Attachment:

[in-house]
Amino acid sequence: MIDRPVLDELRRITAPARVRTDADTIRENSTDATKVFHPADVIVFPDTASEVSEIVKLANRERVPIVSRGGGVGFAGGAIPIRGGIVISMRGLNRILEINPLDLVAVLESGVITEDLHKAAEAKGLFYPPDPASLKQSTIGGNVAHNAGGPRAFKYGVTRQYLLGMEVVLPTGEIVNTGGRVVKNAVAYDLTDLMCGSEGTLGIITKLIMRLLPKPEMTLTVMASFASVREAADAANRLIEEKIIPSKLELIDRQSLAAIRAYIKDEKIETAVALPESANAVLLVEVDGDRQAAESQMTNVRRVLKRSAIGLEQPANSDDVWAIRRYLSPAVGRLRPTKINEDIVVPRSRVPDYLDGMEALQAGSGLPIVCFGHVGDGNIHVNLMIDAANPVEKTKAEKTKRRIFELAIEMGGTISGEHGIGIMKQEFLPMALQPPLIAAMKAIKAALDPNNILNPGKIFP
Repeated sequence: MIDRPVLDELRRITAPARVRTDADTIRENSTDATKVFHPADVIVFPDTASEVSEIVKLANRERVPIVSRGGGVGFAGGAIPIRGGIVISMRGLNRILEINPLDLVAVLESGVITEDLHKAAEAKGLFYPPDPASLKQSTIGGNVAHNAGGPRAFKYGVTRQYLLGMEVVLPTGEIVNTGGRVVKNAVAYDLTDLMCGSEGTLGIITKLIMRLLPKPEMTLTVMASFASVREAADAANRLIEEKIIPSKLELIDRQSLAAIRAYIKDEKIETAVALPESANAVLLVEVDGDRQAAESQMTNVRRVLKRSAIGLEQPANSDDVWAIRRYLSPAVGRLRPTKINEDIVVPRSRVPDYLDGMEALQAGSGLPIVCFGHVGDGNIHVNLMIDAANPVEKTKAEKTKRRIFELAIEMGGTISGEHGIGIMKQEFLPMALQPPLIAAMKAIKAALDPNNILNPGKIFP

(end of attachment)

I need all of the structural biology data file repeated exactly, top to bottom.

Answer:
[in-house]
Amino acid sequence: MIDRPVLDELRRITAPARVRTDADTIRENSTDATKVFHPADVIVFPDTASEVSEIVKLANRERVPIVSRGGGVGFAGGAIPIRGGIVISMRGLNRILEINPLDLVAVLESGVITEDLHKAAEAKGLFYPPDPASLKQSTIGGNVAHNAGGPRAFKYGVTRQYLLGMEVVLPTGEIVNTGGRVVKNAVAYDLTDLMCGSEGTLGIITKLIMRLLPKPEMTLTVMASFASVREAADAANRLIEEKIIPSKLELIDRQSLAAIRAYIKDEKIETAVALPESANAVLLVEVDGDRQAAESQMTNVRRVLKRSAIGLEQPANSDDVWAIRRYLSPAVGRLRPTKINEDIVVPRSRVPDYLDGMEALQAGSGLPIVCFGHVGDGNIHVNLMIDAANPVEKTKAEKTKRRIFELAIEMGGTISGEHGIGIMKQEFLPMALQPPLIAAMKAIKAALDPNNILNPGKIFP
Repeated sequence: MIDRPVLDELRRITAPARVRTDADTIRENSTDATKVFHPADVIVFPDTASEVSEIVKLANRERVPIVSRGGGVGFAGGAIPIRGGIVISMRGLNRILEINPLDLVAVLESGVITEDLHKAAEAKGLFYPPDPASLKQSTIGGNVAHNAGGPRAFKYGVTRQYLLGMEVVLPTGEIVNTGGRVVKNAVAYDLTDLMCGSEGTLGIITKLIMRLLPKPEMTLTVMASFASVREAADAANRLIEEKIIPSKLELIDRQSLAAIRAYIKDEKIETAVALPESANAVLLVEVDGDRQAAESQMTNVRRVLKRSAIGLEQPANSDDVWAIRRYLSPAVGRLRPTKINEDIVVPRSRVPDYLDGMEALQAGSGLPIVCFGHVGDGNIHVNLMIDAANPVEKTKAEKTKRRIFELAIEMGGTISGEHGIGIMKQEFLPMALQPPLIAAMKAIKAALDPNNILNPGKIFP